Art and the revolution

Print edition : January 25, 2013

Caricatures of President Mohamed Morsy and his predecessor Hosni Mubarak on the wall of the presidential palace. Photo: MOHAMED ABD EL GHANY/REUTERS

WITH copious reserves of creativity at their command, Egypt’s young artists, fired by the revolution, are turning canvas, street walls and the digital media into platforms for riveting social commentary. Over the past two years, Egyptian artists have not only captured the extraordinary turbulence that their countrymen have been experiencing, but also amplified revolutionary impulses through some truly stunning and meaningful visuals.

Within earshot of the din in Tahrir Square, Cairo’s iconic landmark, where protesters put their lives on the line against the Hosni Mubarak regime, the famous artist Ganzeer, the pseudonym for Mohamad Fahmy, painted furiously on the campus walls of the nearby American University of Cairo. An inspirational figure, Ganzeer drew a legion of artists, including El-Teneen, Sad Panda and Keizer (the pseudonym of an anonymous artist) to turn street art into a profoundly powerful form of protest. The use of graffiti in the public space became one of the hallmarks of the Egyptian revolution.

Taking the spirit of protest to more formal spaces, Ganzeer’s collection of paintings, titled “The virus is spreading”, was a show-stopper at Cairo’s Safarkhan gallery in September. The revolution has also grabbed the imagination of other renowned Egyptian painters, including George Baghoury, whose canvas “The battle of the camel” used the cubist-expressionist style to capture a turning point in the uprising that brought down Mubarak. Unimpressed by traditional platforms, Egypt’s digital age artists have discovered in the social media a perfect form of self-expression. Among them is Mohamed Abla. Abla’s Facebook exhibition, titled “Wolves”, is a scathing attack on the Egyptian military. The collection, in which Abla reworked photographs, slammed the army for killing in December 2011 thirteen protesters who had assembled when a Cabinet meeting was under way. A website, Ahram Online, quotes Abla as saying that the future of art belongs to the online platform. A group of young artists have also used videos to mount an exhibition called “Supermarket”, which is a scathing indictment of the consumerist culture.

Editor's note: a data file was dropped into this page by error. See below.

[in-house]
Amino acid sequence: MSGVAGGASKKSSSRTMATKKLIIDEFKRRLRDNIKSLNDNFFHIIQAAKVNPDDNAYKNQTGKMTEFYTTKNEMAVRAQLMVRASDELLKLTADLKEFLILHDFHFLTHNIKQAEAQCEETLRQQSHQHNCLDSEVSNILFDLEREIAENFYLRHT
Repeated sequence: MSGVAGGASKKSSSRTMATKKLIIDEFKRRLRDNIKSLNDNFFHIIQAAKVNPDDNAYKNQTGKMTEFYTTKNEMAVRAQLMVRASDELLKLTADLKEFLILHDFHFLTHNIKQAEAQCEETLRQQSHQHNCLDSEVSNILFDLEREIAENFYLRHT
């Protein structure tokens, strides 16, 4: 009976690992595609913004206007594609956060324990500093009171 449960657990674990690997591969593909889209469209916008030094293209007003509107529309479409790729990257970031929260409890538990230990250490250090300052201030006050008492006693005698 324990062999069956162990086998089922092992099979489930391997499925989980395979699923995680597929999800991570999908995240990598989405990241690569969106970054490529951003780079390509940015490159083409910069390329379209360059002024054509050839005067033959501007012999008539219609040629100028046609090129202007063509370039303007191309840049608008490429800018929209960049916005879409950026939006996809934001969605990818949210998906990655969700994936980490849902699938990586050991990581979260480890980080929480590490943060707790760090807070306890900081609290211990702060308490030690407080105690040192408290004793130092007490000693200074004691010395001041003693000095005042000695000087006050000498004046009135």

Others, such as Marwa Adel, are working overtime to expose the gender bias in contemporary Egypt, underscoring the major social transition that the country is experiencing, steered by the generation-next.

Atul Aneja



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